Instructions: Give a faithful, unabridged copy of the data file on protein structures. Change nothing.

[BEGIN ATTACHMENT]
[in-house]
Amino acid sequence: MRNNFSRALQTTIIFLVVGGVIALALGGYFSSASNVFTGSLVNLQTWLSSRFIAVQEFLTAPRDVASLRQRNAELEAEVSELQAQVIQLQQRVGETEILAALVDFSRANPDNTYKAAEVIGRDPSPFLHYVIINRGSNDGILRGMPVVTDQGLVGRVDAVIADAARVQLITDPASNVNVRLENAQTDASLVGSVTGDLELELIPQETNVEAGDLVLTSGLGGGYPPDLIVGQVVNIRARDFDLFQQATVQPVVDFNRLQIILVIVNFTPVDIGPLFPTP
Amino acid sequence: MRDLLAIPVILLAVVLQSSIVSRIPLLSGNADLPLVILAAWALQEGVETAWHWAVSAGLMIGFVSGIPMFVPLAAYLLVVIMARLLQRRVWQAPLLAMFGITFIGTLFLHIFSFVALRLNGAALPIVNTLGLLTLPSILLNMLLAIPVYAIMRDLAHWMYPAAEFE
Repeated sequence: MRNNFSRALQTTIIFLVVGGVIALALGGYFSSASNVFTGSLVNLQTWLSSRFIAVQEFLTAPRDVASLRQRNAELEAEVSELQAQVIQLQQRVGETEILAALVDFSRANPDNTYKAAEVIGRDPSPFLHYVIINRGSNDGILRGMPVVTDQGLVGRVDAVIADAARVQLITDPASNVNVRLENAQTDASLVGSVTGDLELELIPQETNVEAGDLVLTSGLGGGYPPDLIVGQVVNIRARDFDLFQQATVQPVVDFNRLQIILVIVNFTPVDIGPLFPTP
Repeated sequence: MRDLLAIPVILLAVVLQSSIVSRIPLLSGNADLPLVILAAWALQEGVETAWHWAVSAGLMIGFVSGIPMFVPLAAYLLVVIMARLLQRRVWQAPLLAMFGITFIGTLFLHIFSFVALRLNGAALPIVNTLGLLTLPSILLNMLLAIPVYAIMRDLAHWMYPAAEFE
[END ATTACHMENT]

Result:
[in-house]
Amino acid sequence: MRNNFSRALQTTIIFLVVGGVIALALGGYFSSASNVFTGSLVNLQTWLSSRFIAVQEFLTAPRDVASLRQRNAELEAEVSELQAQVIQLQQRVGETEILAALVDFSRANPDNTYKAAEVIGRDPSPFLHYVIINRGSNDGILRGMPVVTDQGLVGRVDAVIADAARVQLITDPASNVNVRLENAQTDASLVGSVTGDLELELIPQETNVEAGDLVLTSGLGGGYPPDLIVGQVVNIRARDFDLFQQATVQPVVDFNRLQIILVIVNFTPVDIGPLFPTP
Amino acid sequence: MRDLLAIPVILLAVVLQSSIVSRIPLLSGNADLPLVILAAWALQEGVETAWHWAVSAGLMIGFVSGIPMFVPLAAYLLVVIMARLLQRRVWQAPLLAMFGITFIGTLFLHIFSFVALRLNGAALPIVNTLGLLTLPSILLNMLLAIPVYAIMRDLAHWMYPAAEFE
Repeated sequence: MRNNFSRALQTTIIFLVVGGVIALALGGYFSSASNVFTGSLVNLQTWLSSRFIAVQEFLTAPRDVASLRQRNAELEAEVSELQAQVIQLQQRVGETEILAALVDFSRANPDNTYKAAEVIGRDPSPFLHYVIINRGSNDGILRGMPVVTDQGLVGRVDAVIADAARVQLITDPASNVNVRLENAQTDASLVGSVTGDLELELIPQETNVEAGDLVLTSGLGGGYPPDLIVGQVVNIRARDFDLFQQATVQPVVDFNRLQIILVIVNFTPVDIGPLFPTP
Repeated sequence: MRDLLAIPVILLAVVLQSSIVSRIPLLSGNADLPLVILAAWALQEGVETAWHWAVSAGLMIGFVSGIPMFVPLAAYLLVVIMARLLQRRVWQAPLLAMFGITFIGTLFLHIFSFVALRLNGAALPIVNTLGLLTLPSILLNMLLAIPVYAIMRDLAHWMYPAAEFE